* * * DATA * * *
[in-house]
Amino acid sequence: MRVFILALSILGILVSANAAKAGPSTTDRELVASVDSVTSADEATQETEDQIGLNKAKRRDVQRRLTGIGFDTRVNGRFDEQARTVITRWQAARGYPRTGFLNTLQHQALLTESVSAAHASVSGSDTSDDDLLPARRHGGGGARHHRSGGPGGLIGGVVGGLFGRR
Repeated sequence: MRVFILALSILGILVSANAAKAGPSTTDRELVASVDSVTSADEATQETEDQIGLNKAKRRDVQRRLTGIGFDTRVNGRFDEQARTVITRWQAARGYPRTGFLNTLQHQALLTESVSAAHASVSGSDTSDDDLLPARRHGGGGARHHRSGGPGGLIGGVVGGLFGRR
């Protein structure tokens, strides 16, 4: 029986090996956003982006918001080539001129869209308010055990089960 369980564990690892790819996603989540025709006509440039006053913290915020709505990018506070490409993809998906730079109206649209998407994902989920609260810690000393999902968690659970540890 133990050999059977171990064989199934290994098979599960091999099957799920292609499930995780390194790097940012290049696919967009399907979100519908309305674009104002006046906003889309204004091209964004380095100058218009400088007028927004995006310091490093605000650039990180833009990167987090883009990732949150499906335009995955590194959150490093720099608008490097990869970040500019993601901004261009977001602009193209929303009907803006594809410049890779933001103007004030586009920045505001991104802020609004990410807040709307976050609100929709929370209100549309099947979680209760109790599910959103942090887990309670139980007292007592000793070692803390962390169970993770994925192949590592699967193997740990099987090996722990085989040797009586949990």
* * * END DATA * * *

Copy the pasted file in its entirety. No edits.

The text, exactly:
[in-house]
Amino acid sequence: MRVFILALSILGILVSANAAKAGPSTTDRELVASVDSVTSADEATQETEDQIGLNKAKRRDVQRRLTGIGFDTRVNGRFDEQARTVITRWQAARGYPRTGFLNTLQHQALLTESVSAAHASVSGSDTSDDDLLPARRHGGGGARHHRSGGPGGLIGGVVGGLFGRR
Repeated sequence: MRVFILALSILGILVSANAAKAGPSTTDRELVASVDSVTSADEATQETEDQIGLNKAKRRDVQRRLTGIGFDTRVNGRFDEQARTVITRWQAARGYPRTGFLNTLQHQALLTESVSAAHASVSGSDTSDDDLLPARRHGGGGARHHRSGGPGGLIGGVVGGLFGRR
């Protein structure tokens, strides 16, 4: 029986090996956003982006918001080539001129869209308010055990089960 369980564990690892790819996603989540025709006509440039006053913290915020709505990018506070490409993809998906730079109206649209998407994902989920609260810690000393999902968690659970540890 133990050999059977171990064989199934290994098979599960091999099957799920292609499930995780390194790097940012290049696919967009399907979100519908309305674009104002006046906003889309204004091209964004380095100058218009400088007028927004995006310091490093605000650039990180833009990167987090883009990732949150499906335009995955590194959150490093720099608008490097990869970040500019993601901004261009977001602009193209929303009907803006594809410049890779933001103007004030586009920045505001991104802020609004990410807040709307976050609100929709929370209100549309099947979680209760109790599910959103942090887990309670139980007292007592000793070692803390962390169970993770994925192949590592699967193997740990099987090996722990085989040797009586949990």